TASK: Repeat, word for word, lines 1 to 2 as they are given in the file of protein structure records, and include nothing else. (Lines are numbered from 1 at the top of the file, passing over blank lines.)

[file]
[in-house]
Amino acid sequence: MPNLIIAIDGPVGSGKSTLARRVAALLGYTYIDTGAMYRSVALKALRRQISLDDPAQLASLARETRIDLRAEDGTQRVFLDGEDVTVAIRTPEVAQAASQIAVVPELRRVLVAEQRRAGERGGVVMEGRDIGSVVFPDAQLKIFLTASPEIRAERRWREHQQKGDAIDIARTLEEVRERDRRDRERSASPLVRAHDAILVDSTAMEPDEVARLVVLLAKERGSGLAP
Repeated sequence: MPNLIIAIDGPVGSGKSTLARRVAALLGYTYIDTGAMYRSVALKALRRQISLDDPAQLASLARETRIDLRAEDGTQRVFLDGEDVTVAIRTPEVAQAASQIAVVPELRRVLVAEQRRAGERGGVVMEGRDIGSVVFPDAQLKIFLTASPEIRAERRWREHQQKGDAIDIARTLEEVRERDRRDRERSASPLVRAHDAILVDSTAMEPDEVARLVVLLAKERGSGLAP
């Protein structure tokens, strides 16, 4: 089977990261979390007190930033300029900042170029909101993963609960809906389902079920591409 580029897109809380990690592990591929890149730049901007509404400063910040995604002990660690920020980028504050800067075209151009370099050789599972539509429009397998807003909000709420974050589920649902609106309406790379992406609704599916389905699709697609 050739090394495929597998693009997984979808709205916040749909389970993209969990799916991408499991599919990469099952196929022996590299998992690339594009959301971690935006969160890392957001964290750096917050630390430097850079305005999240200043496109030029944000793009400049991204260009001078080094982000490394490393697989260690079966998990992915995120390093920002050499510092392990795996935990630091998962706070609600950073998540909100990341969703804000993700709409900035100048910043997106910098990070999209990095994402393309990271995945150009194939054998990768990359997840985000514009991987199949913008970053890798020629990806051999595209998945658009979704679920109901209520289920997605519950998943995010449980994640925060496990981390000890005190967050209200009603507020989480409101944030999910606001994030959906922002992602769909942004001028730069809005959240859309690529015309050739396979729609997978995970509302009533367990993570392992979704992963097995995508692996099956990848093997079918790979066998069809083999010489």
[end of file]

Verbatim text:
[in-house]
Amino acid sequence: MPNLIIAIDGPVGSGKSTLARRVAALLGYTYIDTGAMYRSVALKALRRQISLDDPAQLASLARETRIDLRAEDGTQRVFLDGEDVTVAIRTPEVAQAASQIAVVPELRRVLVAEQRRAGERGGVVMEGRDIGSVVFPDAQLKIFLTASPEIRAERRWREHQQKGDAIDIARTLEEVRERDRRDRERSASPLVRAHDAILVDSTAMEPDEVARLVVLLAKERGSGLAP